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Tuesday, 5 March, 2002, 08:24 GMT
ITV Digital's flickering future
Nick Higham
By media correspondent Nick Higham

Events at ITV Digital are coming to a crisis.

Last week the company's shareholders appointed insolvency experts from accountants Deloitte and Touche as consultants to advise on a "fundamental restructuring" of the business - big cuts, in plain English.

The shareholders, Carlton and Granada, have so far sunk more than 800 million into the venture, and it now has 1.2 million subscribers.

But it needs many more to break even - and a quarter of those subscribers it does have cancel each year.

Al and Monkey
It's a crunch time for ITV Digital
With the advertising slump hitting Carlton and Granada's revenue, they have been hard-pressed to find the money to continue.

The company has already announced 500 redundancies at its call centre.

But it is still paying out large sums in subsidy because every new subscriber qualifies for a free set-top box (a problem that may ease with the arrival soon on the market of the first 100 digital TV adapters).

Costs

Otherwise, the biggest costs it still faces are its deal to broadcast Nationwide League matches on its own subscription channel, ITV Sport - for which it is paying 315 million over three years.

Adam Murray celebrates with Chris Greenacre in Mansfield's game against Scunthorpe
ITV Digital signed a 315m, three-year deal with the Nationwide League
Payments to companies like BSkyB and Flextech - which supply it with most of the other channels it sells on to its subscribers - are also costing ITV Digital a fortune.

Not surprisingly, these suppliers have reacted frostily to suggestions they might care to renegotiate their contracts with ITV Digital to keep the company afloat.

"Why on earth are we going to lower our prices?" Adam Singer, chief executive of Flextech's parent Telewest, is reported to have asked.

Flextech half owns (with the BBC) channels like UK Gold. But as a cable company trying to attract subscribers to its own services, Telewest is also a rival to ITV Digital.

'Bring it on'

"If ITV Digital come to us and say we have to lower our prices or they die, then as a competing platform owner the death bit sounds good to me. Bring it on," Singer apparently said.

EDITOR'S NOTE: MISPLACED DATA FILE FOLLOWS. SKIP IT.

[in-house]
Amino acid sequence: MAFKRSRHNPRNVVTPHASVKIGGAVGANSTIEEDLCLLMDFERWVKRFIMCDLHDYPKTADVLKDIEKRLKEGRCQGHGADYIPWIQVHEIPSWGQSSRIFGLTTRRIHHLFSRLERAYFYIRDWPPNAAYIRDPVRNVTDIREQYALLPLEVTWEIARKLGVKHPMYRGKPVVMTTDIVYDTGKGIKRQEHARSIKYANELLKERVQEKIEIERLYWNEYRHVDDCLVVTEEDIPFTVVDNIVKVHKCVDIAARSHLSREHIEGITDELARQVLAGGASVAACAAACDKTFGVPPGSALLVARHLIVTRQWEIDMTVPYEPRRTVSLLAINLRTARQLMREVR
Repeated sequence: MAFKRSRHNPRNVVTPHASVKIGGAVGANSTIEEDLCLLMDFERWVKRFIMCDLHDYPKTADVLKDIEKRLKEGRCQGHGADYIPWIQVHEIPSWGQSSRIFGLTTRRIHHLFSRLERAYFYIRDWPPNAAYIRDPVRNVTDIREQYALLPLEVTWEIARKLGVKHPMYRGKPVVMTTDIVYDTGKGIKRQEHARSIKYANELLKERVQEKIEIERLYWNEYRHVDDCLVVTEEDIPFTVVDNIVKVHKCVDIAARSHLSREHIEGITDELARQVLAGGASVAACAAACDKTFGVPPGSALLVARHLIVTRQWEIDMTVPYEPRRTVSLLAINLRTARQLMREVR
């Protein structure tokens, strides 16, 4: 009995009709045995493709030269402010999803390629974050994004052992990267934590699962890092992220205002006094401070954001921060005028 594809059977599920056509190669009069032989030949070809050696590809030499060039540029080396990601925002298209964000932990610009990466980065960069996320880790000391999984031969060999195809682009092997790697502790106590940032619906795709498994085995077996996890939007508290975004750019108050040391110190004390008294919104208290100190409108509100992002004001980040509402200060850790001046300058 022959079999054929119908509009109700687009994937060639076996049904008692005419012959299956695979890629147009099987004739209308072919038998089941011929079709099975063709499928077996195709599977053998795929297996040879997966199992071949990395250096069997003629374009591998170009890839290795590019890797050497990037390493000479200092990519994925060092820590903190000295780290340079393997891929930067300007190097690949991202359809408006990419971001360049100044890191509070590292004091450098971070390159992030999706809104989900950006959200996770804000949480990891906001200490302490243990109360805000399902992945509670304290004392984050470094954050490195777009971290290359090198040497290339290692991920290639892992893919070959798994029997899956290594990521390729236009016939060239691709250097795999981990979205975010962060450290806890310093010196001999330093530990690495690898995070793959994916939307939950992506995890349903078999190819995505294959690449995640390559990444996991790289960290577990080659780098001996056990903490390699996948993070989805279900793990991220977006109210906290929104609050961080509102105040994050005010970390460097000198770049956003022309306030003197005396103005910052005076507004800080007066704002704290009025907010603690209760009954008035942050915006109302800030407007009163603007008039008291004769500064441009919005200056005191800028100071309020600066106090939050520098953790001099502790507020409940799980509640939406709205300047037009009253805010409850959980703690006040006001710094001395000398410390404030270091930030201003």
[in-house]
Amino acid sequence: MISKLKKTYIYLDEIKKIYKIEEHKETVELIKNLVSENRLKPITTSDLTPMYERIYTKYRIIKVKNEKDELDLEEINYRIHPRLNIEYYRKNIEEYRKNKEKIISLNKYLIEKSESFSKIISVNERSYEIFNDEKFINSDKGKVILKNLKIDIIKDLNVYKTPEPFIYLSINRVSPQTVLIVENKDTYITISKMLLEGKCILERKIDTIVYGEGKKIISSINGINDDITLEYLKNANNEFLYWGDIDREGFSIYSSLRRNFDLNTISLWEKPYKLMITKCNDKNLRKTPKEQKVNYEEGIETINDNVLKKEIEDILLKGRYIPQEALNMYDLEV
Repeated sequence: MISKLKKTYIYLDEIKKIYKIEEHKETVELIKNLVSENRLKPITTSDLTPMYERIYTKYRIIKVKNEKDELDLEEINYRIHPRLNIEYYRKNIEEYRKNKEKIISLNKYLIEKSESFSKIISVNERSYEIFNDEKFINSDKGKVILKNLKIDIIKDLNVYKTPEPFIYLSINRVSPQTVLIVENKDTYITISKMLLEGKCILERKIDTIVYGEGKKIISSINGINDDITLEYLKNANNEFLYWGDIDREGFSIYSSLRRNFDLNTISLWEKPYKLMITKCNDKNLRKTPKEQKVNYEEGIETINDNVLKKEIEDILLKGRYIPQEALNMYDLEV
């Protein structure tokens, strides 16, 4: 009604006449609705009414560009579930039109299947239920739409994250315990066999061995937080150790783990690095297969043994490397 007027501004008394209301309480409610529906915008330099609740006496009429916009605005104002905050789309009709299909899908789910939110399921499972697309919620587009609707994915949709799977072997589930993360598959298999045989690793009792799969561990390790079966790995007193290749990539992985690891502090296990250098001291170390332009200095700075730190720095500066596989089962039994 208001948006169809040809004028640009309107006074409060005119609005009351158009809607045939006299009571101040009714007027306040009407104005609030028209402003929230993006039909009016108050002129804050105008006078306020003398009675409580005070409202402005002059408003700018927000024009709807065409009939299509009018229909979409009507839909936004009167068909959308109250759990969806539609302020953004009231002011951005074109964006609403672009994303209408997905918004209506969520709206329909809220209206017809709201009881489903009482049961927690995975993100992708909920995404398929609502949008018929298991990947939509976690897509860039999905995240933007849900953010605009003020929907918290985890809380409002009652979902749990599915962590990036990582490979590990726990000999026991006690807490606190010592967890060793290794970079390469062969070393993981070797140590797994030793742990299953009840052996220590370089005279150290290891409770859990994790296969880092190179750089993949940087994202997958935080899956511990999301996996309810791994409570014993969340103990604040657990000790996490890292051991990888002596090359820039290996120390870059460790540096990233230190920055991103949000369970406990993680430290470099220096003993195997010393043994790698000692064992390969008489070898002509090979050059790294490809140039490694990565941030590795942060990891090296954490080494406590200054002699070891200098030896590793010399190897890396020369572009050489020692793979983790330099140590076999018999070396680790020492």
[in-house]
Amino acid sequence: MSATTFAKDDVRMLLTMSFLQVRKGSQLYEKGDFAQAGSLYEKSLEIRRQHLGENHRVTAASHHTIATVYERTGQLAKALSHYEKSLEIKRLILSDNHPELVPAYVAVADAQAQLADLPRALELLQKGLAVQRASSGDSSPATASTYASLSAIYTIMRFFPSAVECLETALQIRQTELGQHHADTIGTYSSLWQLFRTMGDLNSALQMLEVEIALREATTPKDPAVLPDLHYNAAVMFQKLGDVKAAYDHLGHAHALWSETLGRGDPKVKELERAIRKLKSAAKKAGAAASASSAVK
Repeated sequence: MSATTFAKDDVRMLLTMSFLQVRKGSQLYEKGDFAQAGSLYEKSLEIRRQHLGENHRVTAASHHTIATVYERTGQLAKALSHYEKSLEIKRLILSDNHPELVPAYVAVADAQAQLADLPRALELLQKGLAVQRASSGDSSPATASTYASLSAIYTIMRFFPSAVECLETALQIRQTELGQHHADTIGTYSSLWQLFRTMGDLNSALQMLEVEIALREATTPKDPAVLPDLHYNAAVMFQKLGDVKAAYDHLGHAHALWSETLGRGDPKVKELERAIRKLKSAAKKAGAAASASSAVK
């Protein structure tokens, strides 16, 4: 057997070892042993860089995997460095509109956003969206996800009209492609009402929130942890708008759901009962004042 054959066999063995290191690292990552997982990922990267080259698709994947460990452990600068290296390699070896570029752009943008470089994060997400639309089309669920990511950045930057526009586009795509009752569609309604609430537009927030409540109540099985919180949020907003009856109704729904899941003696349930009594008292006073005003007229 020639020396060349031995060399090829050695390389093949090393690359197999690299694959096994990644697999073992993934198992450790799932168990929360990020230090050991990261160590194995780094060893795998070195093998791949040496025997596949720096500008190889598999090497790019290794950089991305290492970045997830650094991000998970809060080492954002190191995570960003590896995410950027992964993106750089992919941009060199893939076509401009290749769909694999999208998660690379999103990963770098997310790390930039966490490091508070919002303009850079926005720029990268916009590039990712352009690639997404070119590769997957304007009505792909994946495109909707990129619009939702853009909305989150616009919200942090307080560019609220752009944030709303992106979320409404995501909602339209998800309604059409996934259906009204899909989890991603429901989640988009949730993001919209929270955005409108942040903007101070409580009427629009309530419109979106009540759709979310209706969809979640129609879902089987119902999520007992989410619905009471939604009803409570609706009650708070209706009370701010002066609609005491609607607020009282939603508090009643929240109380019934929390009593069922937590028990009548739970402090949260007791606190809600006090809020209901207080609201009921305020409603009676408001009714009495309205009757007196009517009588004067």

The irony is that Telewest, along with ITV Digital and the other big cable company, NTL, suspect BSkyB of precisely the same kind of thing, and get very angry about it.

Greg Dyke
Greg Dyke has warned football clubs over TV cash
A year ago they complained to the Office of Fair Trading about the way BSkyB sets the rates at which it sells channels like Sky Sports to rival platform operators.

They complained that Sky was abusing its dominant market position by over-charging them. The OFT is expected to make a final ruling in May, which may be too late for ITV Digital.

Mr Singer can say things openly about exploiting his position as both rival and supplier to force ITV Digital out of business because, unlike Sky, his company is a minority player in the market.

Adam Singer
Rival: Adam Singer will be happy to see the end of ITV Digital
Meanwhile the Nationwide League and other sports rights holders have their own reasons for not wanting to renegotiate.

Everyone from Rupert Murdoch to Greg Dyke has been going round saying television sports rights are now way too expensive.

Agreeing to cut a cheaper deal with one broadcaster which may have overpaid could open the floodgates to a spate of similar renegotiations - and then where would sport's television golden goose end up?

E-mail: nick.higham@bbc.co.uk

A version of this column appears in the BBC magazine Ariel.

See also:

28 Feb 02 | Football
Digital TV crisis puts clubs at risk
27 Feb 02 | Business
ITV Digital in crisis, owners say
12 Feb 02 | Business
Viewers desert ITV Digital
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